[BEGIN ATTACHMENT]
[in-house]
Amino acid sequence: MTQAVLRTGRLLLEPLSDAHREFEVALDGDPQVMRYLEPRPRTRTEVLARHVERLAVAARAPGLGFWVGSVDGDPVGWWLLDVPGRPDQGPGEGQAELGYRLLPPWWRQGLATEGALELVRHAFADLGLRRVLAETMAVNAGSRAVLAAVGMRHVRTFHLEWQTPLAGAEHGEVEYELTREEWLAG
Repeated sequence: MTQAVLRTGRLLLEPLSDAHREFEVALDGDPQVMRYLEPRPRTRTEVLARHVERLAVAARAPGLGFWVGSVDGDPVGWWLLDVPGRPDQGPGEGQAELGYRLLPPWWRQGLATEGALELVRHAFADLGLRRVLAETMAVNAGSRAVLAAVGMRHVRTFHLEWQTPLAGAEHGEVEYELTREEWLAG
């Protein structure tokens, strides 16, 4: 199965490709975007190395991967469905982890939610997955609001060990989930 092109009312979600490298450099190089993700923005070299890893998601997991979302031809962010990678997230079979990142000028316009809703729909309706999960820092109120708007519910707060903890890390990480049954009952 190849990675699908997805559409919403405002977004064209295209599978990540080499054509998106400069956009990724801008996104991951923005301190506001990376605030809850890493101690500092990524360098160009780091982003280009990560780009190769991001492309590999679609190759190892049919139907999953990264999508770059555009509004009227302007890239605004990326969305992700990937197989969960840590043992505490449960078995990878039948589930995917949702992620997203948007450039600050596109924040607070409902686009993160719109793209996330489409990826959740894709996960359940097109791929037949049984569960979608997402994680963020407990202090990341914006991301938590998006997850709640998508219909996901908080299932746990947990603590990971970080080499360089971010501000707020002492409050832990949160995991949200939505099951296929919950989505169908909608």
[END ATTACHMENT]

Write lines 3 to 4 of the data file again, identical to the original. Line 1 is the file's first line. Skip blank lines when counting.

Repeated sequence: MTQAVLRTGRLLLEPLSDAHREFEVALDGDPQVMRYLEPRPRTRTEVLARHVERLAVAARAPGLGFWVGSVDGDPVGWWLLDVPGRPDQGPGEGQAELGYRLLPPWWRQGLATEGALELVRHAFADLGLRRVLAETMAVNAGSRAVLAAVGMRHVRTFHLEWQTPLAGAEHGEVEYELTREEWLAG
């Protein structure tokens, strides 16, 4: 199965490709975007190395991967469905982890939610997955609001060990989930 092109009312979600490298450099190089993700923005070299890893998601997991979302031809962010990678997230079979990142000028316009809703729909309706999960820092109120708007519910707060903890890390990480049954009952 190849990675699908997805559409919403405002977004064209295209599978990540080499054509998106400069956009990724801008996104991951923005301190506001990376605030809850890493101690500092990524360098160009780091982003280009990560780009190769991001492309590999679609190759190892049919139907999953990264999508770059555009509004009227302007890239605004990326969305992700990937197989969960840590043992505490449960078995990878039948589930995917949702992620997203948007450039600050596109924040607070409902686009993160719109793209996330489409990826959740894709996960359940097109791929037949049984569960979608997402994680963020407990202090990341914006991301938590998006997850709640998508219909996901908080299932746990947990603590990971970080080499360089971010501000707020002492409050832990949160995991949200939505099951296929919950989505169908909608």